That all changed with that first little Olympus camera. It was small enough that I could carry it any where. I found that I liked being able to document the people, places and events that I encountered. Slowly but surely, I would accidentally take an above average picture, and people would say some nice things about them. Here are a couple of my earliest shots:
I had no idea why some of my photos worked better than others, but it did make me want to shoot more and more. I started becoming the unofficial photographer/documentarian for classes, companies and events I was involved with.
After my honeymoon cruise (my first cruise!), I knew I wanted a better camera before our next trip. So I upgraded to an Olympus 4MP digicam.
This photo of Ocho Rios is my best seller - 29 downloads so far - was shot on my second cruise.
Books and magazines are the way I chose to learn how to improve my photographs. I still have yet to attend a class or seminar. Instead, I subscribed to several major photography magazines - Shutterbug, Popular Photography, Outdoor Photographer. I also started purchasing books. That was a little more difficult at first because so many of them spent a lot or most of their time focusing on the photoshop side of digital photography, which I wasn't that interested in. One VERY valuable book that was sent to me as a surprise by a friend who also likes photography was Understanding Exposure by Bryan Peterson.
One interesting thing is that came from this self education was an article in one of those photo magazine that discussed the new and growing field of microstock photography. I tried to get onto a couple of the sites mentioned in that first article I read, but my work was rejected. The second article I read on microstock mentioned Dreamstime as a new, up and coming site, so I decided to try again. A little less than two years ago I bought my first DSLR (Canon Rebel XTi). Yet again, a new tool helped take my photos to another, more polished level. The rest, as they (who are THEY anyways?) say is history.
I seem to have three areas that have been most effective for me in terms of stock photo sales - landscapes, travel, and sport photography. In fact, my real success on DT has come from the addition of editorial use of images. This has allowed me to carve out a very specific niche here on DT - NASCAR photos.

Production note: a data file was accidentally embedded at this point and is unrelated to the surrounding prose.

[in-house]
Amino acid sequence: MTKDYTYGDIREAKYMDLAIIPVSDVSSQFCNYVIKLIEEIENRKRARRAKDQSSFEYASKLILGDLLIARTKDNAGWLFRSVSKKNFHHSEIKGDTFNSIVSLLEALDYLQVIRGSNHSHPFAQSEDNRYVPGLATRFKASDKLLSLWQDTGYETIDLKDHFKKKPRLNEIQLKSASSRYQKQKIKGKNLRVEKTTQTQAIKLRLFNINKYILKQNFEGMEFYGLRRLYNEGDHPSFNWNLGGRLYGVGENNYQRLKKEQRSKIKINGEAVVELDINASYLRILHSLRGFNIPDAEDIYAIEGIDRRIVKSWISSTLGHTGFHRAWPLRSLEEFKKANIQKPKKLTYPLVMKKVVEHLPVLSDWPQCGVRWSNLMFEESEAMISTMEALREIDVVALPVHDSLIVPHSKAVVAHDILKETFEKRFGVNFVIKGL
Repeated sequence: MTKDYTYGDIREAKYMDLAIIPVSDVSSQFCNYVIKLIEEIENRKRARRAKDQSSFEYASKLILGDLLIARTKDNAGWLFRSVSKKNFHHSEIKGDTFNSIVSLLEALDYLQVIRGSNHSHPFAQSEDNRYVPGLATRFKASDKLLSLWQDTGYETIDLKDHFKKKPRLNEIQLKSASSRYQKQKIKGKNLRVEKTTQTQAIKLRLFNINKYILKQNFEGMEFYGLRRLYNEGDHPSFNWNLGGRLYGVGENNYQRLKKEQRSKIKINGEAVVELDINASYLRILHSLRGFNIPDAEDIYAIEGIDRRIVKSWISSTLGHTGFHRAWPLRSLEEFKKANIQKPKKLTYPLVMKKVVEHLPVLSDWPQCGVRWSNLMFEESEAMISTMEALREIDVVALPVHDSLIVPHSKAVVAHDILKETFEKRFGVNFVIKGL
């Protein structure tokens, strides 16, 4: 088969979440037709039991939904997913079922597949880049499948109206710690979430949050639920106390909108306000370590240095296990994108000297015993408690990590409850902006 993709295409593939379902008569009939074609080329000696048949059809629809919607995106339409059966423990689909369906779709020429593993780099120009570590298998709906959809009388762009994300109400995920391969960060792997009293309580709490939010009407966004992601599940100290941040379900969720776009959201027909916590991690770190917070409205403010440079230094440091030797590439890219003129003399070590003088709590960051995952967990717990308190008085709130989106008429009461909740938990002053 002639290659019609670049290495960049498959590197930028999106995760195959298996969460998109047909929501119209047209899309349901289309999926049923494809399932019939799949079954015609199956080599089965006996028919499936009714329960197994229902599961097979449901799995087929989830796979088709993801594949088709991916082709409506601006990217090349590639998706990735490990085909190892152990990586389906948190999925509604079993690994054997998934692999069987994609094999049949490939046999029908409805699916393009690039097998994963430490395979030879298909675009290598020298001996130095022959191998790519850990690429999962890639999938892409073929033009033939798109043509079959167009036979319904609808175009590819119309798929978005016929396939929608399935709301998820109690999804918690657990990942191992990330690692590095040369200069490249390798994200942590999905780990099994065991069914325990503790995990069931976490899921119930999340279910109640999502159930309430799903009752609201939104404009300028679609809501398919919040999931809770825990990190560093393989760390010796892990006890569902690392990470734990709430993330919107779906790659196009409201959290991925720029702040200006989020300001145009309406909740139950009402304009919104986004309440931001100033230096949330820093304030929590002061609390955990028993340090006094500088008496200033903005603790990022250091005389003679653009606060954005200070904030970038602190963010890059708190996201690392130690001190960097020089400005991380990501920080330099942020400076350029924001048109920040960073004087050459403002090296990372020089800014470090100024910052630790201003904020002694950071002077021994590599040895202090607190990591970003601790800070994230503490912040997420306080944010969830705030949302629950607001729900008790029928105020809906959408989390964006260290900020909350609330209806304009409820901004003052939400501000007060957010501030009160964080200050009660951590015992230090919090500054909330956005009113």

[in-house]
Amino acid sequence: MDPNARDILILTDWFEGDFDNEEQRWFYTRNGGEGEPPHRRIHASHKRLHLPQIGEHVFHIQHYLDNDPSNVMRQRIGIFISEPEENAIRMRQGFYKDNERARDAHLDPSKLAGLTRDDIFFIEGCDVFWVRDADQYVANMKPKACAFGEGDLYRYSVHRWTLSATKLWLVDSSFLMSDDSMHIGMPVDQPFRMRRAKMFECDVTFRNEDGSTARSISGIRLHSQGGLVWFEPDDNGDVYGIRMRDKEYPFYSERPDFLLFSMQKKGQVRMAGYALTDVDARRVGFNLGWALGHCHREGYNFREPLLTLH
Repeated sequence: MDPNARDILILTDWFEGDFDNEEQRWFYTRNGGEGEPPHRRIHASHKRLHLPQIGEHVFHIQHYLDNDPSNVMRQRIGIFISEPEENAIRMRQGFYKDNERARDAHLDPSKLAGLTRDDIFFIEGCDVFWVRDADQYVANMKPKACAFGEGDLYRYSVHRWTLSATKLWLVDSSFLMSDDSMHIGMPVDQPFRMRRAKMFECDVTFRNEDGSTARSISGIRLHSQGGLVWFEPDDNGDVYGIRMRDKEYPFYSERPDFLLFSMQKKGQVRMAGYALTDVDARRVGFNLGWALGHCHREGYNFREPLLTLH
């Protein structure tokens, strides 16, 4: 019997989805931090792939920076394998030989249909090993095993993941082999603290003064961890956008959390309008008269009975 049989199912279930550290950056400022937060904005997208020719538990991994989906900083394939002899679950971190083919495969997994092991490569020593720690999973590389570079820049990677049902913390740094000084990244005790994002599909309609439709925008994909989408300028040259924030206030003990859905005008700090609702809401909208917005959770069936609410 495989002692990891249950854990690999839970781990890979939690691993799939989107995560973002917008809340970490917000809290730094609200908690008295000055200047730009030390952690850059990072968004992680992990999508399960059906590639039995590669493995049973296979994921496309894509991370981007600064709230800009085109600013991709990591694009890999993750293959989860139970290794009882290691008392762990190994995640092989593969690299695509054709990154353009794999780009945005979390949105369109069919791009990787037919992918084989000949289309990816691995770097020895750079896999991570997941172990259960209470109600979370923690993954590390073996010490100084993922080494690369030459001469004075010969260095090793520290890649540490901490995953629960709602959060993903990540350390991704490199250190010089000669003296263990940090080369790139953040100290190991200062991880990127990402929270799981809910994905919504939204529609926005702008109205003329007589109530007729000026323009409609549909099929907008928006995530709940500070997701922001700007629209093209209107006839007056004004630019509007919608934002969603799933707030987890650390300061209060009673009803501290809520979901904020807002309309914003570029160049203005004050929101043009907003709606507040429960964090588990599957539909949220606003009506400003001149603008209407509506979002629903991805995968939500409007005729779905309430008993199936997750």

The area I'm most lacking in is people/portrait photography. I decided to try and tackle that issue and bought a three light studio kit, various accessories, and some new books:) Over the course of the spring and summer I've been practicing by shooting friends and family, including a couple of weddings. One thing has led to another, and my wife and I have decided to actually file the paperwork and start our own photography business! We have used Smugmug for our photo posting for the last several years, and found it to be the best option for the money to get a new, professional site up and running.
My wife has been busy working on the html coding for the various functions on the site, while I've been focusing on gallery design and uploading content. All of this activity has lead to several inquiries for actual paying business! While it's still just rolling down the runway (we don't have any studio space, and we're still figuring out our pricing model), it's exciting as we continue to pick up speed and hopefully get off the ground soon!
Not having felt like I was a creative person in terms of I can't draw, paint, sing, dance (well , at least), or play an instrument, photography has allowed me to discover a creative side I didn't know I had. The opportunity to either express myself, or discover and capture the expressiveness of the people and places I encounter, never ceases to amaze me.